NSAIDs II

what are the two propionic acid derivative NSAIDs?
ibuprofen and naproxen
what are the 4 As of ibuprofen? how is it different than asa?
analgesic, antiinflammatory, antipyretic, antiplatelet (reversible – different than ASA, effect is lost within 1-2 days therefore not normally used for this effect)
what are the indications for ibuprofen?
same as asa: pain, inflammation, fever, (pyrogen-induced and CNS response)
what is the M/A of ibuprofen?
competetive inhibition of COX
does it have high blood plasma binding? does it interact with oral hypoglycemics/anticoagulants?
yes, 99%. it does not interact with oral hypoglycemics/anticoagulants <- WITH RESPECT TO BINDING
what are side effects of ibupofen?
GI, nausea/heartburn, some intestinal erosions, not as much occult blood loss, but some ocular disturbances/skin rashes/headache
what are the effects of naproxen? how is it used?
same as ibuprofen: analgesic, antiinflammatory, antipyretic, antiplatelet (reversible – different than ASA, effect is lost within 1-2 days therefore not normally used for this effect). it is indicated for the same symptoms as well: analgesic, antiinflammatory, antipyretic, antiplatelet (reversible – different than ASA, effect is lost within 1-2 days therefore not normally used for this effect)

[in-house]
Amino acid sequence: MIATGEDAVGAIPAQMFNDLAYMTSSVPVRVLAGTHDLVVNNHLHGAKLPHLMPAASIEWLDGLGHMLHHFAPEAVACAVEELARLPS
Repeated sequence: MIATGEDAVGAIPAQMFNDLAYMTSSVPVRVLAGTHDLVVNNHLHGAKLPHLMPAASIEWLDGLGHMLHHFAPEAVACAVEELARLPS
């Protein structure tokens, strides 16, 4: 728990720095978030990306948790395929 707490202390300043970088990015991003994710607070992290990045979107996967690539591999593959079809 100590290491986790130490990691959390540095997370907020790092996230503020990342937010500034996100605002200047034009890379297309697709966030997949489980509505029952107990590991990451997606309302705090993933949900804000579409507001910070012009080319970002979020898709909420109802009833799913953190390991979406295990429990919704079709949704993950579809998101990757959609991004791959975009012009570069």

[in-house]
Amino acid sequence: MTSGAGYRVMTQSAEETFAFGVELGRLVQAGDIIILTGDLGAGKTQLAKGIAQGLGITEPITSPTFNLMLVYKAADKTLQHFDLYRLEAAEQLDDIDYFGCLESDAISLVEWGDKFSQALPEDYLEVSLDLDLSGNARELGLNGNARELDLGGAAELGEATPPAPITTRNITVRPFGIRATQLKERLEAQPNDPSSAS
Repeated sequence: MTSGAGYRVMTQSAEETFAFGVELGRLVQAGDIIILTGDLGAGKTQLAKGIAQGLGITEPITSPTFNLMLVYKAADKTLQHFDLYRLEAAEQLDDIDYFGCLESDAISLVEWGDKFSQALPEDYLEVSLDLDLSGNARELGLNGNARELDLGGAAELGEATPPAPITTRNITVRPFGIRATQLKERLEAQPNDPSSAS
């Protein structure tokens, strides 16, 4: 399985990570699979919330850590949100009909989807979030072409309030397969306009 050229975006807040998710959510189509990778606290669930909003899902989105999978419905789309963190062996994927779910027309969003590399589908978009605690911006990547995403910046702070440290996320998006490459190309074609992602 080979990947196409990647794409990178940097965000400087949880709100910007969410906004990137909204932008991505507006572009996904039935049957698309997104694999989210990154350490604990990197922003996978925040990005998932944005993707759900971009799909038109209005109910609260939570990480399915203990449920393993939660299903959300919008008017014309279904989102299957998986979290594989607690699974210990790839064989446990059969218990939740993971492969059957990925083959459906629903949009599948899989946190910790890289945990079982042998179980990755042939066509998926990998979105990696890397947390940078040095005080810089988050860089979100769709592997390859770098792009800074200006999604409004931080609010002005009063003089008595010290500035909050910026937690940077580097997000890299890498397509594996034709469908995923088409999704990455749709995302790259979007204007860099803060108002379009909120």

what is the mechanism of naproxen?
competetive COX inhibitor, inhibits hydrolytic enzymes of lysosomal system, and inhibits migration of PMN leukocytes.
how much does naproxen bind to blood plasma protein? interactions with
high plasma protein binding: 99% it does not interact with oral hypoglycemics/anticoagulants <- WITH RESPECT TO BINDING